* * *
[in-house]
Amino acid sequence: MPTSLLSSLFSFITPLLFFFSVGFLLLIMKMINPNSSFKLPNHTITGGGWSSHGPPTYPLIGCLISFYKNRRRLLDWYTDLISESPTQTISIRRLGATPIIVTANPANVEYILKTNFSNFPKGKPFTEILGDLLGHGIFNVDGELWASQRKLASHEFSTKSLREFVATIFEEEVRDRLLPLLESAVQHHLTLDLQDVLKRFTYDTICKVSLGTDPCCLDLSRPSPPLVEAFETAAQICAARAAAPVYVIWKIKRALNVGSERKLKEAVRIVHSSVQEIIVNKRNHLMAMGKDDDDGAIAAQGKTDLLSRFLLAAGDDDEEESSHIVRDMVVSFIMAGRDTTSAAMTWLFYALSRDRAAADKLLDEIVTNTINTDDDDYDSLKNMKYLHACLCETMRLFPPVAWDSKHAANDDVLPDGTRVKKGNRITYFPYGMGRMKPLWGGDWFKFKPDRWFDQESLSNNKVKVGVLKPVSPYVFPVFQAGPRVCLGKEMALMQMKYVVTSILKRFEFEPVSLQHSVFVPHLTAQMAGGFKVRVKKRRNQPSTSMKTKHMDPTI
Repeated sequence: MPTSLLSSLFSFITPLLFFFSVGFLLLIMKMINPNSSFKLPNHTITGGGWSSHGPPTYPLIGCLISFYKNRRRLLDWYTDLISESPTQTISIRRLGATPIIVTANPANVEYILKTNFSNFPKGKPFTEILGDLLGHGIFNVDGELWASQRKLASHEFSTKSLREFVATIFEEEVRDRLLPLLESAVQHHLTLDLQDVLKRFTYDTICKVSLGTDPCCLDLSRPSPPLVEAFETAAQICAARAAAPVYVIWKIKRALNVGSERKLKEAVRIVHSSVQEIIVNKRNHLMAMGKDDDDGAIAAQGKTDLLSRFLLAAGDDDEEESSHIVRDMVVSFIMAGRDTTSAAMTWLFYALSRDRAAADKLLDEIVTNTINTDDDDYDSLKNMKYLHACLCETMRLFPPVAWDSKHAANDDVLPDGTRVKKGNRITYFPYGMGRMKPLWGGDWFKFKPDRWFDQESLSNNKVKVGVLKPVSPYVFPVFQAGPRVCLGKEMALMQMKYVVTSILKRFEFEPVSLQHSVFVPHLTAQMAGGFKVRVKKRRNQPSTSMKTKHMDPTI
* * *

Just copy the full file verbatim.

[in-house]
Amino acid sequence: MPTSLLSSLFSFITPLLFFFSVGFLLLIMKMINPNSSFKLPNHTITGGGWSSHGPPTYPLIGCLISFYKNRRRLLDWYTDLISESPTQTISIRRLGATPIIVTANPANVEYILKTNFSNFPKGKPFTEILGDLLGHGIFNVDGELWASQRKLASHEFSTKSLREFVATIFEEEVRDRLLPLLESAVQHHLTLDLQDVLKRFTYDTICKVSLGTDPCCLDLSRPSPPLVEAFETAAQICAARAAAPVYVIWKIKRALNVGSERKLKEAVRIVHSSVQEIIVNKRNHLMAMGKDDDDGAIAAQGKTDLLSRFLLAAGDDDEEESSHIVRDMVVSFIMAGRDTTSAAMTWLFYALSRDRAAADKLLDEIVTNTINTDDDDYDSLKNMKYLHACLCETMRLFPPVAWDSKHAANDDVLPDGTRVKKGNRITYFPYGMGRMKPLWGGDWFKFKPDRWFDQESLSNNKVKVGVLKPVSPYVFPVFQAGPRVCLGKEMALMQMKYVVTSILKRFEFEPVSLQHSVFVPHLTAQMAGGFKVRVKKRRNQPSTSMKTKHMDPTI
Repeated sequence: MPTSLLSSLFSFITPLLFFFSVGFLLLIMKMINPNSSFKLPNHTITGGGWSSHGPPTYPLIGCLISFYKNRRRLLDWYTDLISESPTQTISIRRLGATPIIVTANPANVEYILKTNFSNFPKGKPFTEILGDLLGHGIFNVDGELWASQRKLASHEFSTKSLREFVATIFEEEVRDRLLPLLESAVQHHLTLDLQDVLKRFTYDTICKVSLGTDPCCLDLSRPSPPLVEAFETAAQICAARAAAPVYVIWKIKRALNVGSERKLKEAVRIVHSSVQEIIVNKRNHLMAMGKDDDDGAIAAQGKTDLLSRFLLAAGDDDEEESSHIVRDMVVSFIMAGRDTTSAAMTWLFYALSRDRAAADKLLDEIVTNTINTDDDDYDSLKNMKYLHACLCETMRLFPPVAWDSKHAANDDVLPDGTRVKKGNRITYFPYGMGRMKPLWGGDWFKFKPDRWFDQESLSNNKVKVGVLKPVSPYVFPVFQAGPRVCLGKEMALMQMKYVVTSILKRFEFEPVSLQHSVFVPHLTAQMAGGFKVRVKKRRNQPSTSMKTKHMDPTI